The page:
GAZA CITY, Gaza Strip — Israel accelerated its troop withdrawal from Gaza on Monday with the aim of finishing by the inauguration of Barack Obama as Hamas reasserted control over the rubble-filled streets. Tens of thousands of Palestinians sought to cope with destroyed homes and traumatized lives.
Decomposing bodies continued to be uncovered in the worst-hit areas, with the death toll for the 22-day war that ended on Sunday passing 1,300, according to health officials. The cease-fire between Israel and Hamas held, and police took up positions directing traffic. A few bulldozers began the enormous task of clearing the ruins. Garbage was everywhere, devastation rampant.
A senior Israeli official said that if Hamas continued to withhold its rocket fire at Israel, it would be better if the troops were out of Gaza by the time the new American president took office, so he could concentrate on rebuilding Gaza and a more moderate Palestinian leadership than on pressuring Israel to withdraw. The official spoke anonymously because of the sensitivity of the matter.
Hamas held its first news conference since the war. Two government spokesmen stood in front of a destroyed compound that housed a number of ministries and asserted that their movement had been victorious.
"Israel has succeeded in killing everything except the will of the people," said Taher al Nunu, the main government spokesman. "They said they were going to dismantle the resistance and demolish the rockets but after this historic victory, the government is steadfast, we are working and they were not able to stop the rockets."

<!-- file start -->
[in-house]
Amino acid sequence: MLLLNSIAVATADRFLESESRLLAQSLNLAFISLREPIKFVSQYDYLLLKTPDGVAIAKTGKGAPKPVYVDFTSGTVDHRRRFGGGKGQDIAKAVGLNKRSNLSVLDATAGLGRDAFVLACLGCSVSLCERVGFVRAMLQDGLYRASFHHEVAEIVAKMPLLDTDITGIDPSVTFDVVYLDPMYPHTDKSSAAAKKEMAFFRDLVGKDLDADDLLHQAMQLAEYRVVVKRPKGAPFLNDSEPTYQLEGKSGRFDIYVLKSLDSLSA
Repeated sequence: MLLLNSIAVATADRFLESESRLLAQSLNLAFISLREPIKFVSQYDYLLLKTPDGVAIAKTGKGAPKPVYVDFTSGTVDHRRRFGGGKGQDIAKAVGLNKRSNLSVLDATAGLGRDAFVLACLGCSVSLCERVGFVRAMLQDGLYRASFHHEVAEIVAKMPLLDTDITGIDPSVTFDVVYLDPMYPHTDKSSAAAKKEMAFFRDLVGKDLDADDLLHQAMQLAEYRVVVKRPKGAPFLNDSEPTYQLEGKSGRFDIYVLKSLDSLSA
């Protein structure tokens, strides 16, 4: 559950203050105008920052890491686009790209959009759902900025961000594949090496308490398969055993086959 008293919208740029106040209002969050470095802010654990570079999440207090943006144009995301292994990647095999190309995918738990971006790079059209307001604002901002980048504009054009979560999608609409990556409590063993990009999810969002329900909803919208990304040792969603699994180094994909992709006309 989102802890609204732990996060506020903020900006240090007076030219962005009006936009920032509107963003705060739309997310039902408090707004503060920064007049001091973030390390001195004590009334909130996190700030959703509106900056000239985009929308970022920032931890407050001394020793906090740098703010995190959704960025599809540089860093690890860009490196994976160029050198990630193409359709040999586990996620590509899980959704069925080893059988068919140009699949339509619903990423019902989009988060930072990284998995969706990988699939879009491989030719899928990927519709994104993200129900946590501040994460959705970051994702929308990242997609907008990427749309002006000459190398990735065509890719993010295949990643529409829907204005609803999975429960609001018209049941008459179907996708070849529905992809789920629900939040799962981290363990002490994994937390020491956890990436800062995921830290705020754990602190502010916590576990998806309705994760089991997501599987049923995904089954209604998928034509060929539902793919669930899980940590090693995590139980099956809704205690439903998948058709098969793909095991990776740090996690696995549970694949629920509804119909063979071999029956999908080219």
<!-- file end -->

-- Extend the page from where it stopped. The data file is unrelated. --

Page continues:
He said 5,000 homes had been destroyed and 20,000 heavily damaged. Mosques and government buildings were also hit in the military campaign that Israel carried out with the aim of ending years of rocket fire on Israeli civilians.
U.N. Secretary-General Ban Ki-moon was due today, and at an Arab summit in Kuwait, King Abdullah of Saudi Arabia pledged a $1-billion contribution to a reconstruction fund that Palestinians are seeking to establish.
In Israel, radio stations played Zionist songs and President Shimon Peres asserted that the army had achieved both a military and moral victory as he visited wounded soldiers.
The Israeli public has its doubts, however. According to a poll commissioned by Channel 10 on Sunday, only 41 percent of Israelis thought that the operation succeeded and 41 percent thought that it hadn't, a stark contrast to polls during the war, in which 78 percent thought that Israel was winning.